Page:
International Women’s Day

In Kyrgyz: Аялдардын эл аралык майрамы
March 8, 2024
Public holiday, day off
(Days off: March 7, 2024; also March 6 is officially a half day.)

Kyrgyzstan is one of the twenty-seven countries worldwide, mainly former Soviet republics, which celebrates International Women’s Day as a national holiday. It was first established at the 1910 International Socialist Women’s Conference. While activists in Germany, Austria, Switzerland, and Denmark celebrated the holiday for the first time on March 19, 1911, the Soviet Union was the first to make it a public holiday in 1917. The day is still celebrated to this day in Kyrgyzstan with men giving women gifts – most often of flowers, candy, and/or champagne although more elaborate gifts are common as well. In recent years, the date has become one for activism, with feminist rights marches organized and sometimes taking place in Bishkek, if not interceded first by the police.


In Kyrgyz: Нооруз
March 21, 2024
Public holiday, day off
(Days off: March 21, 2024, also March 20 is officially a half day)

Kyrgyz Holidays
Plov served with Korean carrot salad and boortsog – a traditional Nowruz dish in Kyrgyzstan!

In addition to January 1, Central Asians also celebrate Nooruz, the Eastern New Year, as well. This holiday marks the coming of spring and is traditionally celebrated on the day of the spring equinox, meaning that its date will shift slightly from year to year. Although it has its roots in Zoroastrianism, and many of its traditions still stem from decidedly non-Muslim traditions, almost everyone in the Muslim-majority Kyrgyzstan marks this day joyously. Nooruz is a celebration of overcoming the harshness of the winter and the coming new life and bounty of spring. In Kyrgyzstan, it is a national holiday and a day-off. In Bishkek’s Ala-Too Square, a festive city-sponsored celebration takes place that includes music and traditional food such as somolok (a wheat and flour-based soup, traditionally cooked for at least 10 hours, boortsog (a fried dough typically eaten as a dessert with sugar or honey) and, of course, beshbarmak and plov. See what SRAS students have observed at Nowruz celebrations in Bishkek here.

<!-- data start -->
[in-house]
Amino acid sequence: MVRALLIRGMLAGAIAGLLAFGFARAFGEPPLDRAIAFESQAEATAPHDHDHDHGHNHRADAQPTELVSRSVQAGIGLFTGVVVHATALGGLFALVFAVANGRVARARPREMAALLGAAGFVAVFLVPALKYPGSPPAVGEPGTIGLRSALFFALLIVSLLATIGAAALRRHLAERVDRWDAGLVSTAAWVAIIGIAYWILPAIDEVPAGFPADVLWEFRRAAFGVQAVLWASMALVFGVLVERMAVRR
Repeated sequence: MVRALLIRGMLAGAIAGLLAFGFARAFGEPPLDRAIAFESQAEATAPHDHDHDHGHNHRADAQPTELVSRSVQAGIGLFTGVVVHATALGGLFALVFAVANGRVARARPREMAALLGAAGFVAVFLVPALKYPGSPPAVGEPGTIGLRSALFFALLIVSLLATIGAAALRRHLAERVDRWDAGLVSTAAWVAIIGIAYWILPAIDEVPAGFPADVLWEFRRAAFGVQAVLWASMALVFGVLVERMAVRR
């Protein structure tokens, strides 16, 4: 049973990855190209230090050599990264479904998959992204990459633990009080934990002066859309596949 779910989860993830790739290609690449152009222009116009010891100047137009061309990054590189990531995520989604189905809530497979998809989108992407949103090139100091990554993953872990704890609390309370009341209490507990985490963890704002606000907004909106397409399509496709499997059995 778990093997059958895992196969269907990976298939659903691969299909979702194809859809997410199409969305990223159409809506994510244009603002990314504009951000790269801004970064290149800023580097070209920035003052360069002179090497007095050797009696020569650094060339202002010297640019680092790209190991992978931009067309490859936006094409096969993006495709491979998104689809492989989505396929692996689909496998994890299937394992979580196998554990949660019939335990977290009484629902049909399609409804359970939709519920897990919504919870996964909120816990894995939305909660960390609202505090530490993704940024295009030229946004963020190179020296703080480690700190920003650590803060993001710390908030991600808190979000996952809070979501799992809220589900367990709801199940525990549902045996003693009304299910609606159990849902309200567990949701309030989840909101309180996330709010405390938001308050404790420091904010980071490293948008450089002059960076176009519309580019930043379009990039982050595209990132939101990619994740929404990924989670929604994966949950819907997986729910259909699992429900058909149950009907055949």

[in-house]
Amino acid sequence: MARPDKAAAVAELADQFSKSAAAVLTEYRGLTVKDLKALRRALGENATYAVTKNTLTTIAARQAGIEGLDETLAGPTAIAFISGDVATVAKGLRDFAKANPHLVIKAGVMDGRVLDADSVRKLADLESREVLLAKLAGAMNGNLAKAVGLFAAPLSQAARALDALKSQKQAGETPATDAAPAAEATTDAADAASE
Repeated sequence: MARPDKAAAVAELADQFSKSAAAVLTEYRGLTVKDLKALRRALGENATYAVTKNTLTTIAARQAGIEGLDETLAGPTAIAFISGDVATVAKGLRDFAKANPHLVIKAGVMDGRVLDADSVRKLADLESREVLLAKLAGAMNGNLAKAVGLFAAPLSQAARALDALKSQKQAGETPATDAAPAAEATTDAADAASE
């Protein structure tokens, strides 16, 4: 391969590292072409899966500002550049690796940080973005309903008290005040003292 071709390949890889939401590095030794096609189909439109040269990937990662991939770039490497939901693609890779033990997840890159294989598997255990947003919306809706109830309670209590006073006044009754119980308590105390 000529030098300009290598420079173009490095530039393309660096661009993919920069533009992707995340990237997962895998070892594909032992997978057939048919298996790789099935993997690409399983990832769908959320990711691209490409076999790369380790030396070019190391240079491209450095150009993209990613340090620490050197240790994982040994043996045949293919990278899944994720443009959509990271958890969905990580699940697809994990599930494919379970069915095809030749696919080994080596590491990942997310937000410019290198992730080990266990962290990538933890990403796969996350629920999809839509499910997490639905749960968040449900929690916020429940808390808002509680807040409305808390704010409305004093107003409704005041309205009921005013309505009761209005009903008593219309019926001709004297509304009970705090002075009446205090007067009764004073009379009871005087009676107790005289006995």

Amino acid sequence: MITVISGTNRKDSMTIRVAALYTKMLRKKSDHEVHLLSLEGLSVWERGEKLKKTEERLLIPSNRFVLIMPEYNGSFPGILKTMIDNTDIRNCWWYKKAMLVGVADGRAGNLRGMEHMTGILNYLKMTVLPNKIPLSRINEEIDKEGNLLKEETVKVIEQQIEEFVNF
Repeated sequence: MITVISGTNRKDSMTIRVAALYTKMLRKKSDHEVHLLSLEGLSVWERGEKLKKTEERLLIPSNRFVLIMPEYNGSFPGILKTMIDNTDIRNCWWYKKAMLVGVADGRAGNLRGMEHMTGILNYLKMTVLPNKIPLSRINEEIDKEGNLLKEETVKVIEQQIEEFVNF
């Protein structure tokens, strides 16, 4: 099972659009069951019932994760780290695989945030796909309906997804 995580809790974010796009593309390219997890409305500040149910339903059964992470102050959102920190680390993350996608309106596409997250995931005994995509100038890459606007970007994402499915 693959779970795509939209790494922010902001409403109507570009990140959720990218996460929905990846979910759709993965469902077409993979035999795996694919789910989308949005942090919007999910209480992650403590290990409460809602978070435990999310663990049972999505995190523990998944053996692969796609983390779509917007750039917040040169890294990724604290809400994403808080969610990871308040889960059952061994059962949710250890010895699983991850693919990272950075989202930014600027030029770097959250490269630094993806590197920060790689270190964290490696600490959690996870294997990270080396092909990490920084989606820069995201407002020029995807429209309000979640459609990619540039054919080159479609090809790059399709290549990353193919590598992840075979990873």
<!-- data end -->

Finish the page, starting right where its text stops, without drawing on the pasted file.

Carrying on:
The People’s April Revolution Day

In Kyrgyz: Кыргызстанда Элдик Апрель революциясы күнү
April 7, 2024
Public holiday, day off
(Days off: Aprl 7 – April 8, 2024)

In the last two decades, Kyrgyzstan witnessed not one, but two state-wide revolutions – taking place just 5 years apart from each other. The first one, which occured after the controversial parliamentary election of 2005, put one of the oppositionary leaders, Kurmanbek Bakiyev, on the presidential seat. However, in 2010, following long-term frustration over the perceived corruption in his administration and a recent rise in utility rates, another uprising happened, forcing Bakiyev to flee the country. In 2011, his successor, Almazbek Atambayev, approved a new state holiday on April 7, commemorating The People’s April Revolution Day.